The national report, "More Jobs, Less Pollution," finds that reaching a 75 percent national recycling rate would create nearly 1.5 million more jobs than in 2008. It would also reduce conventional and toxic emissions that impact human and ecosystem health; strengthen the economy by creating a stable local employment base; and reduce CO2 emissions by 276 million metric tons by 2030 -- equivalent to 72 coal-fired power plants or taking 50 million cars off the road.
"More Jobs, Less Pollution" was prepared for the BlueGreen Alliance, Natural Resources Defense Council, International Brotherhood of Teamsters, Service Employees International Union, Recycling Works! and the Global Alliance for Incinerator Alternatives (GAIA).It represents the united mission of labor and environmental groups to create a strengthened, more resilient American economy based on green jobs.
"Increasing our recycling rather than dumping trash in landfills will create nearly 1.5 million jobs that are sorely needed, and will benefit the environment," said Jim Hoffa, Teamsters General President. "The Teamsters are interested in creating good, green jobs."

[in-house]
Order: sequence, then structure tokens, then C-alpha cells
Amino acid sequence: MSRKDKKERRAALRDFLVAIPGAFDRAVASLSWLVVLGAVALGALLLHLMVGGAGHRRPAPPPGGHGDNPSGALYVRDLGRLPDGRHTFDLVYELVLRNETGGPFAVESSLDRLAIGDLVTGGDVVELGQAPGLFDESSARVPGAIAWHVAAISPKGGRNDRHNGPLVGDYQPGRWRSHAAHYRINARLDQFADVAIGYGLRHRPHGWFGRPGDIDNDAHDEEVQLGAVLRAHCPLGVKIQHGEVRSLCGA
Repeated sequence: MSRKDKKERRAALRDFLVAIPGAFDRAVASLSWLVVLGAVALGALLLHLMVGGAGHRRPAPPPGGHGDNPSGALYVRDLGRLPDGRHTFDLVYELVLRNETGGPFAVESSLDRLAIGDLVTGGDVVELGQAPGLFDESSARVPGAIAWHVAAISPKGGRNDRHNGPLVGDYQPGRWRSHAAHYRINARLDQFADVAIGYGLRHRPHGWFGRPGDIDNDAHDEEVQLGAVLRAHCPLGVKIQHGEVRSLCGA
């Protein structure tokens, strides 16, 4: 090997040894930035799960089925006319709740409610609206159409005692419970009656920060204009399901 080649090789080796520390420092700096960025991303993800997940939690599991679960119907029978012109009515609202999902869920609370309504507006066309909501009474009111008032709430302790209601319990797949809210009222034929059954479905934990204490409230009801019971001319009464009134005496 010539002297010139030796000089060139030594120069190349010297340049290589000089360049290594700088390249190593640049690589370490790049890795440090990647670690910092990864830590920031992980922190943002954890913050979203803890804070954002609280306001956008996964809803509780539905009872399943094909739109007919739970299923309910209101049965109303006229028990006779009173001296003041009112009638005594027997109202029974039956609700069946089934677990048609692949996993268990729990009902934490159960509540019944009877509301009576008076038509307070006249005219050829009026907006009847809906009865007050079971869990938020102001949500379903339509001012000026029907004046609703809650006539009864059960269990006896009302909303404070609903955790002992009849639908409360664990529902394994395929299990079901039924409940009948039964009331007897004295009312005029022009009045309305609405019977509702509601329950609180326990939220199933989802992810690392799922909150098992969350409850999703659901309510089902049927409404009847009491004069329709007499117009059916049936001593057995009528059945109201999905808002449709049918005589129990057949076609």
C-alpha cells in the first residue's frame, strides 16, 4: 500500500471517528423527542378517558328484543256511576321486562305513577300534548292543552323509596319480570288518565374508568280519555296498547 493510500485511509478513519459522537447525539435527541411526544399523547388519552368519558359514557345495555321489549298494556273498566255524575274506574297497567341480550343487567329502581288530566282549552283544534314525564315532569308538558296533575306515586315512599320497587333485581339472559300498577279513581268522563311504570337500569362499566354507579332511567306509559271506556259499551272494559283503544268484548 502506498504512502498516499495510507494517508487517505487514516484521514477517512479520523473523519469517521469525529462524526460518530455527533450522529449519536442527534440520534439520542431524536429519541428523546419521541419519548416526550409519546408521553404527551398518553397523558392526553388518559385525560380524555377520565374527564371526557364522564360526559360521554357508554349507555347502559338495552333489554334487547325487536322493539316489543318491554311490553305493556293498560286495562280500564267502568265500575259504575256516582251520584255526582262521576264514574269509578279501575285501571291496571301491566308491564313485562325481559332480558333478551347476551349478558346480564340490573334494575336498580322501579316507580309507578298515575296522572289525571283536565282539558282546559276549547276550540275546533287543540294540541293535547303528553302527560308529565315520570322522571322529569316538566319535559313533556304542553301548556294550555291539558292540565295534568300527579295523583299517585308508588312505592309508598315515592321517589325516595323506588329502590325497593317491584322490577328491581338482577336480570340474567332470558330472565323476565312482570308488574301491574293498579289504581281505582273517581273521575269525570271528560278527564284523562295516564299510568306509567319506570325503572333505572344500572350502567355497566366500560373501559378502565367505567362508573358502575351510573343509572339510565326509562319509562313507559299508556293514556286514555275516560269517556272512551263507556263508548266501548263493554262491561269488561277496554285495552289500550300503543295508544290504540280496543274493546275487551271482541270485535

The Indians' impressive waste management work, among other green initiatives, provides a strong example for large businesses in Cleveland and statewide for moving towards a stronger green economy.
"The Indians have a wide breadth of activity and efforts in greening and sustainability thanks to the guidance and support of NRDC and NRDC's unparalleled sports greening resources," says Mohr. "Our comprehensive recycling program is just the beginning, as we're also the first American League club to install solar power. And we are trying to add a new green feature each year."
Get the full scoop on the Indians' impressive recycling program and savings by reading NRDC's recently published Smarter Business Case Study. Learn more about the "More Jobs, Less Pollution" report at NRDC Senior Scientist Allen Hershkowitz's blog.
This article originally appeared on the NRDC's Switchboard blog, and is reprinted with permission.
Image CC licensed by Flickr user Sonnett.